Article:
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Forensic Examinations of Sexual Assault Victims and Suspects Part 1: Types and Purposes of Evidence

This training module is designed to improve the use of forensic examinations to collect evidence from the bodies and clothing of both victims and suspects during a sexual assault investigation. The module goes beyond simply explaining the procedures that are used during victim and suspect forensic examinations. It also explores the different types of evidence that may be gathered during these examinations and describes how this evidence can be used to advance a sexual assault investigation. It also gives participants an opportunity to apply what is learned through case study activities. Ultimately, the goal of this module is to encourage professionals involved in these cases to push past traditional ways of thinking about evidence, to critically analyze how each piece of information gathered fits into the complicated puzzle of a comprehensive investigation.

National Protocol

For detailed information on the medical forensic exam, please see the National Protocol for Sexual Assault Medical Forensic Examinations (2013) (adults/adolescents) which is published by the Office on Violence Against Women.

In 2017, the National Institute of Justice (NIJ) published National Best Practices for Sexual Assault Kits: A Multidisciplinary Approach, a compilation of recommendations with a corresponding online glossary of terms. Specifically, NIJ’s expert working group created 35 recommendations to guide victim-centered approaches for responding to sexual assault cases and better supporting victims throughout the criminal justice process. The recommendations emphasize the use of collaborative, victim-centered, and multidisciplinary approaches to improve evidence collection and preservation, increase consistency and provide uniformity for the prioritization and transferal of evidence, enhance laboratory process efficiencies for DNA testing, and advance investigative practices and agency protocols for: evidence inventory, tracking and audits, and communication systems.

Template Forms

The International Association of Forensic Nurses (IAFN) offers an online library that includes forms to be used as templates by community professionals seeking to create or adapt tools for their own medical forensic exams.

Presence of Advocates

A legal compilation has been prepared by AEquitas: The Prosecutors’ Resource on Violence Against Women, to summarize the statutes pertaining to the presence of a victim advocate during the medical forensic examination. Please visit their website to request the most up to date compilation.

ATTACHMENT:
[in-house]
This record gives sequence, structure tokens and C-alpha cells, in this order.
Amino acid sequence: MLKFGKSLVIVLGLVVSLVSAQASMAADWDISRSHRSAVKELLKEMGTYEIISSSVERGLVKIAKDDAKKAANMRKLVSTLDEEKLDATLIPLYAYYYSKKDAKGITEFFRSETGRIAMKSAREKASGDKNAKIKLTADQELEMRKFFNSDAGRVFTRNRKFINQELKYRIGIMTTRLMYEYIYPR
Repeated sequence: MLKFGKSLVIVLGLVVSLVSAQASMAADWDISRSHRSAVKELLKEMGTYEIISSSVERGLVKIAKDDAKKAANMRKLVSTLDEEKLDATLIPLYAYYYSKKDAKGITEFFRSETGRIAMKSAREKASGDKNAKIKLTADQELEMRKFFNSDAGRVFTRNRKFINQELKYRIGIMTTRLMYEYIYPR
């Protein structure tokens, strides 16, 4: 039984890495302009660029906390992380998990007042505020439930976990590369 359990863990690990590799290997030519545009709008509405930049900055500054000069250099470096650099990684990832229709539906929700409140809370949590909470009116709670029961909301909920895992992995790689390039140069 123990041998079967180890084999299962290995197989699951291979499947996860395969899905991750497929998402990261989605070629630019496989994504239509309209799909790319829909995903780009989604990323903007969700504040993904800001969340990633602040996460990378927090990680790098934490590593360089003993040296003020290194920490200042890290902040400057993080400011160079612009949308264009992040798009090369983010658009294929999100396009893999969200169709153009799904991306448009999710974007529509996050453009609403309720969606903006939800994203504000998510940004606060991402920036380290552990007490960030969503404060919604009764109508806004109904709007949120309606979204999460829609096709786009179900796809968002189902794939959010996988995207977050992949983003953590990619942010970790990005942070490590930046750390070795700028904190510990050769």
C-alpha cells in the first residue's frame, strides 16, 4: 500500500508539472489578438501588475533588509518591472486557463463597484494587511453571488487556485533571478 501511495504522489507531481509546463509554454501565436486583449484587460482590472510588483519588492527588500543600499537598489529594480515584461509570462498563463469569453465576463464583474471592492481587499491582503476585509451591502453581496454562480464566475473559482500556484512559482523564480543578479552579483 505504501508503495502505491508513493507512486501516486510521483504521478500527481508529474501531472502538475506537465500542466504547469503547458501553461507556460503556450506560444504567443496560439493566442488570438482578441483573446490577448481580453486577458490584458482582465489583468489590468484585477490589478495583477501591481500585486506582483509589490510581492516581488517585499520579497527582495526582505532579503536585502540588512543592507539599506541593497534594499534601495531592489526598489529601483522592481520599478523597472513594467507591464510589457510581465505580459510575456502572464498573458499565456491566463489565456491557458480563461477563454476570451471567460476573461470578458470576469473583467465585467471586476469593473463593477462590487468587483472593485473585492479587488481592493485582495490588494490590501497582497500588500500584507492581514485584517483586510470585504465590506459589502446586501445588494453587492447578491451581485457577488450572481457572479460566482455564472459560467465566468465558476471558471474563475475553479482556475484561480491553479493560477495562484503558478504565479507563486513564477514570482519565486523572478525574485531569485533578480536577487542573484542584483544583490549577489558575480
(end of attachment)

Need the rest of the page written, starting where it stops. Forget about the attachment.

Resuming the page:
Mandated Reporting

A legal compilation on reporting requirement for competent adult victims of sexual violence is available from AEquitas: The Prosecutors’ Resource on Violence Against Women. Please visit their website to request the most up to date compilation.

Documenting Injury

The publication entitled, “Absence of Anogenital Injury in the Adolescent Adult Female Sexual Assault Patient” by AEquitas, discusses the absence of injury in sexual assault cases. After reviewing 43 studies, the author determines that lack of injury is common, though a lack of studies on anal penetration and injury makes it difficult to determine how frequently that type of assault results in injury.

Mobile SANE Project

The West Virginia Foundation for Rape Information and Services (FRIS) has led efforts to develop a regional mobile SANE project in its state. This project allows the sharing of SANEs among five participating hospitals in a five-county area; an on-call SANE goes to the hospital where the sexual assault patient presents.

Victims with Disabilities

Detailed guidance for conducting forensic interviews with victims who have a disability can also be found in a video and companion guidebook available from the Office for Victims of Crime.

Statewide Assessment

The Maryland Coalition Against Sexual Assault (MCASA) has published a “State of the State Report” on Sexual Assault Forensic Examiner Programs, based on the findings of a 2011 survey of SAFE program coordinators. It is an excellent example of a statewide assessment offering guidance to programs and policymakers alike.

Do You Snip or Pluck a Victim’s Head and Pubic Hair?